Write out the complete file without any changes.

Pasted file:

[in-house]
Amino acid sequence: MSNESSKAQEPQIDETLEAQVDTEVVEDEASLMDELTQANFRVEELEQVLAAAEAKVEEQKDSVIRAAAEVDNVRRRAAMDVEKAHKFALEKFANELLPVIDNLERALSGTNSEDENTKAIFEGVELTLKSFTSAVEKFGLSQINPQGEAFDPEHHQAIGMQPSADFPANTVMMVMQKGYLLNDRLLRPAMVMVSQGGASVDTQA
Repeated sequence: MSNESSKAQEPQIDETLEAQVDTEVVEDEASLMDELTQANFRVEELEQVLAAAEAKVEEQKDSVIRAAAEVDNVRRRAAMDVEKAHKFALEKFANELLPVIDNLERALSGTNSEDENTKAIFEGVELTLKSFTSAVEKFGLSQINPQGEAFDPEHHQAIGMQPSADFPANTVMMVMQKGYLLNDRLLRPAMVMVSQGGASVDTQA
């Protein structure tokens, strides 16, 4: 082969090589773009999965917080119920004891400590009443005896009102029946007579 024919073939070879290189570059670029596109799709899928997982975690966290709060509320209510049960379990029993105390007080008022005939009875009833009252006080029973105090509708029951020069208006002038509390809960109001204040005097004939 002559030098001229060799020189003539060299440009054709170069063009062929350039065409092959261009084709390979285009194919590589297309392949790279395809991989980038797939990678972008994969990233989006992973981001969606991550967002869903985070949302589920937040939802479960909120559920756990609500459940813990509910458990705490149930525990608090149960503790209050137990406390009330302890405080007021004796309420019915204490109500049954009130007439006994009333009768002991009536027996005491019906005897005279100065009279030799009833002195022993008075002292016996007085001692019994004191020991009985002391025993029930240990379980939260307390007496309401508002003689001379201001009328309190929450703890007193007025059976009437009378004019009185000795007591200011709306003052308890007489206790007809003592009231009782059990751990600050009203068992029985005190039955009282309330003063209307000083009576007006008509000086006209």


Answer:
[in-house]
Amino acid sequence: MSNESSKAQEPQIDETLEAQVDTEVVEDEASLMDELTQANFRVEELEQVLAAAEAKVEEQKDSVIRAAAEVDNVRRRAAMDVEKAHKFALEKFANELLPVIDNLERALSGTNSEDENTKAIFEGVELTLKSFTSAVEKFGLSQINPQGEAFDPEHHQAIGMQPSADFPANTVMMVMQKGYLLNDRLLRPAMVMVSQGGASVDTQA
Repeated sequence: MSNESSKAQEPQIDETLEAQVDTEVVEDEASLMDELTQANFRVEELEQVLAAAEAKVEEQKDSVIRAAAEVDNVRRRAAMDVEKAHKFALEKFANELLPVIDNLERALSGTNSEDENTKAIFEGVELTLKSFTSAVEKFGLSQINPQGEAFDPEHHQAIGMQPSADFPANTVMMVMQKGYLLNDRLLRPAMVMVSQGGASVDTQA
């Protein structure tokens, strides 16, 4: 082969090589773009999965917080119920004891400590009443005896009102029946007579 024919073939070879290189570059670029596109799709899928997982975690966290709060509320209510049960379990029993105390007080008022005939009875009833009252006080029973105090509708029951020069208006002038509390809960109001204040005097004939 002559030098001229060799020189003539060299440009054709170069063009062929350039065409092959261009084709390979285009194919590589297309392949790279395809991989980038797939990678972008994969990233989006992973981001969606991550967002869903985070949302589920937040939802479960909120559920756990609500459940813990509910458990705490149930525990608090149960503790209050137990406390009330302890405080007021004796309420019915204490109500049954009130007439006994009333009768002991009536027996005491019906005897005279100065009279030799009833002195022993008075002292016996007085001692019994004191020991009985002391025993029930240990379980939260307390007496309401508002003689001379201001009328309190929450703890007193007025059976009437009378004019009185000795007591200011709306003052308890007489206790007809003592009231009782059990751990600050009203068992029985005190039955009282309330003063209307000083009576007006008509000086006209």